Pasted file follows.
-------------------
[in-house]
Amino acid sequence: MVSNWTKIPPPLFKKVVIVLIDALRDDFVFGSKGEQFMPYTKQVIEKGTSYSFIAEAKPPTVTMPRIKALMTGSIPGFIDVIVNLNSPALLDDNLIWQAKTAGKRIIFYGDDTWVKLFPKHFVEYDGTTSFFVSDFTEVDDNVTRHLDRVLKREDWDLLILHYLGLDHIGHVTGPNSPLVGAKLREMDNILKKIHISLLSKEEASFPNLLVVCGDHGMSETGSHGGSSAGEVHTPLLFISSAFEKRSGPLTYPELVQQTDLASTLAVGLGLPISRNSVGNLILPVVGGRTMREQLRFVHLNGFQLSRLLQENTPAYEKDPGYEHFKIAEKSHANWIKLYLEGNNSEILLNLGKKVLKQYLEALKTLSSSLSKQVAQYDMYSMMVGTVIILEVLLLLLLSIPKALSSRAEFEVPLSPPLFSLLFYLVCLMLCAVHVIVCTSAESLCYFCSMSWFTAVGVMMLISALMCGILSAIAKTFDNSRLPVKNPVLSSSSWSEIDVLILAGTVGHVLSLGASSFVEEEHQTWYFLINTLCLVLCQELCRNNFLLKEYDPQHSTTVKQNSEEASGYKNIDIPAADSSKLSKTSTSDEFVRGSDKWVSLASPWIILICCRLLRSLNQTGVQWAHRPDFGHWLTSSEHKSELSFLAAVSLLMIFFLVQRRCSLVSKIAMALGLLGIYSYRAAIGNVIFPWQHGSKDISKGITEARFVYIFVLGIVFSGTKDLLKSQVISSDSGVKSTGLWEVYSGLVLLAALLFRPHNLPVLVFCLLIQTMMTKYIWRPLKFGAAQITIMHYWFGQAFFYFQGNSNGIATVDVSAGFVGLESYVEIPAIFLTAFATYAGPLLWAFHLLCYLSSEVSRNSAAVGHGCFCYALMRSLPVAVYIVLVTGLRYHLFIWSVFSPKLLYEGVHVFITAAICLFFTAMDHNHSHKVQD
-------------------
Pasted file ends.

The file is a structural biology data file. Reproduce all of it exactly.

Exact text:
[in-house]
Amino acid sequence: MVSNWTKIPPPLFKKVVIVLIDALRDDFVFGSKGEQFMPYTKQVIEKGTSYSFIAEAKPPTVTMPRIKALMTGSIPGFIDVIVNLNSPALLDDNLIWQAKTAGKRIIFYGDDTWVKLFPKHFVEYDGTTSFFVSDFTEVDDNVTRHLDRVLKREDWDLLILHYLGLDHIGHVTGPNSPLVGAKLREMDNILKKIHISLLSKEEASFPNLLVVCGDHGMSETGSHGGSSAGEVHTPLLFISSAFEKRSGPLTYPELVQQTDLASTLAVGLGLPISRNSVGNLILPVVGGRTMREQLRFVHLNGFQLSRLLQENTPAYEKDPGYEHFKIAEKSHANWIKLYLEGNNSEILLNLGKKVLKQYLEALKTLSSSLSKQVAQYDMYSMMVGTVIILEVLLLLLLSIPKALSSRAEFEVPLSPPLFSLLFYLVCLMLCAVHVIVCTSAESLCYFCSMSWFTAVGVMMLISALMCGILSAIAKTFDNSRLPVKNPVLSSSSWSEIDVLILAGTVGHVLSLGASSFVEEEHQTWYFLINTLCLVLCQELCRNNFLLKEYDPQHSTTVKQNSEEASGYKNIDIPAADSSKLSKTSTSDEFVRGSDKWVSLASPWIILICCRLLRSLNQTGVQWAHRPDFGHWLTSSEHKSELSFLAAVSLLMIFFLVQRRCSLVSKIAMALGLLGIYSYRAAIGNVIFPWQHGSKDISKGITEARFVYIFVLGIVFSGTKDLLKSQVISSDSGVKSTGLWEVYSGLVLLAALLFRPHNLPVLVFCLLIQTMMTKYIWRPLKFGAAQITIMHYWFGQAFFYFQGNSNGIATVDVSAGFVGLESYVEIPAIFLTAFATYAGPLLWAFHLLCYLSSEVSRNSAAVGHGCFCYALMRSLPVAVYIVLVTGLRYHLFIWSVFSPKLLYEGVHVFITAAICLFFTAMDHNHSHKVQD